Most emails that arrive in your Inbox are probably the real deal. Either companies whose newsletter you've singed up for or friends, family, and colleagues communicating.
One day you get an email that seems fine on the surface, but something about it makes you pause. You have the feeling that it doesn't seem right and you aren't sure if you're overreacting.
Don't feel bad about these situations. Many people have these moments. If you have them it means you are being aware and cautious, which is important in differentiating the good from the bad in modern communication.
Some emails are obviously a scam. They want you to click on a link for an account you never opened, for example. Other email are more difficult to differentiate from the real thing. An email comes in saying its from your bank and there is a problem with your account. They need to verify your information or risk the account being locked. You feel the urge to click the link and provide your name, address, and social security number in order to protect your livelihood. In reality, such an email is 99% of the time a phishing scam meant to steal your identity.
You have likely received emails from your bank or the government in the last couple years warning you about scams and phishing emails, and being careful. When you receive these emails, like this article, read them all the way through to bolster your awareness. There's no need to live in worry - just educate yourself and keep an eye out for anything unusual.
Clarification on spam vs phishing: Traditionally, unsolicited emails trying to sell you a legitimate product or service is called spam. An email that is trying to get you to take an action that would result in your being the victim of a crime is called phishing. Spam emails used to be the hot-button target for people and institutions because of how distracting and annoying they were. Nowadays, spam has taken a backseat to the massive amount of phishing attempts being made.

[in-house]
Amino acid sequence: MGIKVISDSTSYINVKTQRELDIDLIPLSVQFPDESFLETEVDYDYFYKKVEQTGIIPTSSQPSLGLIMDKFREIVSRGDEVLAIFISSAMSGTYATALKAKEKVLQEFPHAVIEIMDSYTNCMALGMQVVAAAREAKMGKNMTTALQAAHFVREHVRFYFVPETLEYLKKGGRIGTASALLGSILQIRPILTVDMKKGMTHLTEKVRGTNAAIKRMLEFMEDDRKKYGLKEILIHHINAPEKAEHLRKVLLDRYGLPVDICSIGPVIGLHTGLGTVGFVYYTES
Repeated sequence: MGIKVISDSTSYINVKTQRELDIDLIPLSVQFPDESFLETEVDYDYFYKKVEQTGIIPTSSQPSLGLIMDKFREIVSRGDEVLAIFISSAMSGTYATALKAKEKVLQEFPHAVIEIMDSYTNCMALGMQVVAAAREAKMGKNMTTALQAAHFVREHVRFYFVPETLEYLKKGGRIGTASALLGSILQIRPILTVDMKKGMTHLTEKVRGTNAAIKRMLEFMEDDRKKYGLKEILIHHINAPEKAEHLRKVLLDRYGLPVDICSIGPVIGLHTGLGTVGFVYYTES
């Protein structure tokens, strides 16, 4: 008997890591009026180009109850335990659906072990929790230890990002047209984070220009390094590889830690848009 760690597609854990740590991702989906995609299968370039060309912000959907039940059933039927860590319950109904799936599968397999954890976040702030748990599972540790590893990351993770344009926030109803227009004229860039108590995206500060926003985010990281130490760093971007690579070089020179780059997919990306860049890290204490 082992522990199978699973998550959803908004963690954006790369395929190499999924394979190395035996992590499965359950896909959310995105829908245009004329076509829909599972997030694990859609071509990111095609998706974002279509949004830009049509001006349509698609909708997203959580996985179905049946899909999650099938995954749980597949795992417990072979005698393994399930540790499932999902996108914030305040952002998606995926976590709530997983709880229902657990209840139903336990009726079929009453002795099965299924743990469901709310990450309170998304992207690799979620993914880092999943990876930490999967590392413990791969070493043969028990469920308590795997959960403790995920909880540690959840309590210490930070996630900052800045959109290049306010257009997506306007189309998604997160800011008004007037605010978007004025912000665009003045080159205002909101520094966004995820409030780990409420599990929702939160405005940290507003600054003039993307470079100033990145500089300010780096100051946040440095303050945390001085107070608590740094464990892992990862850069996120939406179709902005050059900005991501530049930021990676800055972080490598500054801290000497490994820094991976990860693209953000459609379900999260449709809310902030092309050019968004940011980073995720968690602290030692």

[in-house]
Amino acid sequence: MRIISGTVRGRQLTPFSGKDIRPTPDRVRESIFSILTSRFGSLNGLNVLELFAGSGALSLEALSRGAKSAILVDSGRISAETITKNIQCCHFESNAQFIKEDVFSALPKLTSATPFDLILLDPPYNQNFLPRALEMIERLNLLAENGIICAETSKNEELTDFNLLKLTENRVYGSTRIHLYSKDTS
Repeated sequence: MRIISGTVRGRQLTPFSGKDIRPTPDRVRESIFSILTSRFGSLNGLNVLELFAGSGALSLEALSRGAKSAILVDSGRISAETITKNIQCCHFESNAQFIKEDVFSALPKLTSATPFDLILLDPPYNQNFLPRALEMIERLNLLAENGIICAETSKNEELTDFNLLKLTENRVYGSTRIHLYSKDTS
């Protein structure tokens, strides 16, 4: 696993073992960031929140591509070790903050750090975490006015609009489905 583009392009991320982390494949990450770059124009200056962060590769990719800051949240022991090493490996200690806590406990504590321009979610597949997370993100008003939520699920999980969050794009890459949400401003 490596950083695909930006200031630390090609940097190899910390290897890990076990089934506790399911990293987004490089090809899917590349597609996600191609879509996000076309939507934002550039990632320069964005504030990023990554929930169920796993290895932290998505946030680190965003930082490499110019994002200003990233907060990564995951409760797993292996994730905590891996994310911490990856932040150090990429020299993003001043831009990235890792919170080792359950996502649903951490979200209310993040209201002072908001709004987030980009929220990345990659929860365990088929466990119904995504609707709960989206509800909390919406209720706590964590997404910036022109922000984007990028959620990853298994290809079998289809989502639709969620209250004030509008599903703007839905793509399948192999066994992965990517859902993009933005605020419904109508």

Added note: It goes way beyond email - people are targeted via SMS text message, Facebook Messenger, WhatsApp, Instagram, and telephone calls.
A common question people ask is:
How do I know if an email is a phishing email or a real email? We will try and answer that here.
Generally, by looking at an email you can detect if it's spam or not without clicking on any attachments or links. Here are some things to look out for:
The text reads wrong -
- Your name is typed in an unusual way or in a way that differs how you know it’s written on your account.
- Asking you to verify an account that has already been verified and used.
- If the sender is from the US, or a company in the US, and certain words are written in British format (examples: centre instead of center, colour instead of color, cheque instead of check, programme instead of program).
- Sections in all caps asking you to take action.
- If the sender if form the US, a closing line before signature reading 'Thank you kindly', 'Warm regards', or 'Cheers' (sayings more common outside the United States)
- The name in the signature line ending with a period like it’s a sentence when it’s a name.
The link -
Spam emails often contain a link or link button that is surrounded by text that subtly or directly asks you to take action to click on it. A button or “Click Here” is a simply shield for the malicious link that is its destination. A cleverer trick has been shielding a malicious link with a legitimate reading one. But what you read on the surface is not the same as the destination. For example, there may be a link that reads bankofamerica.com, but the actual destination in the hidden code is the spammer’s website that contains a virus or a fake Bank of America website that the spammer setup to steal your login information. There is an easy way to see the destination of a link without clicking on it: simply hover your mouse pointer over the link without clicking and it will show in a little information pop-up.
The part to look at in the destination link is the domain (the blahblah.com or somethingsomething.net). If the domain isn’t the same as the real website, then it’s spam. How to know what is real? Google it.
Ask the sender if they sent it -
Ask the sender in a way that isn’t email. If a friend, family member or colleague – call or text them. If the bank, visit the website through a Google search (not the website from the email) and start a chat, submit a website request form, or call them. This is the most secure way to find out if in doubt.
By educating ourselves and each other about spam we can be better protected. Above credit monitoring, virus protection software, spam filters, firewalls, and other technologies and services that are meant to keep us digitally safe – there is us. Individual awareness is the best deterrent.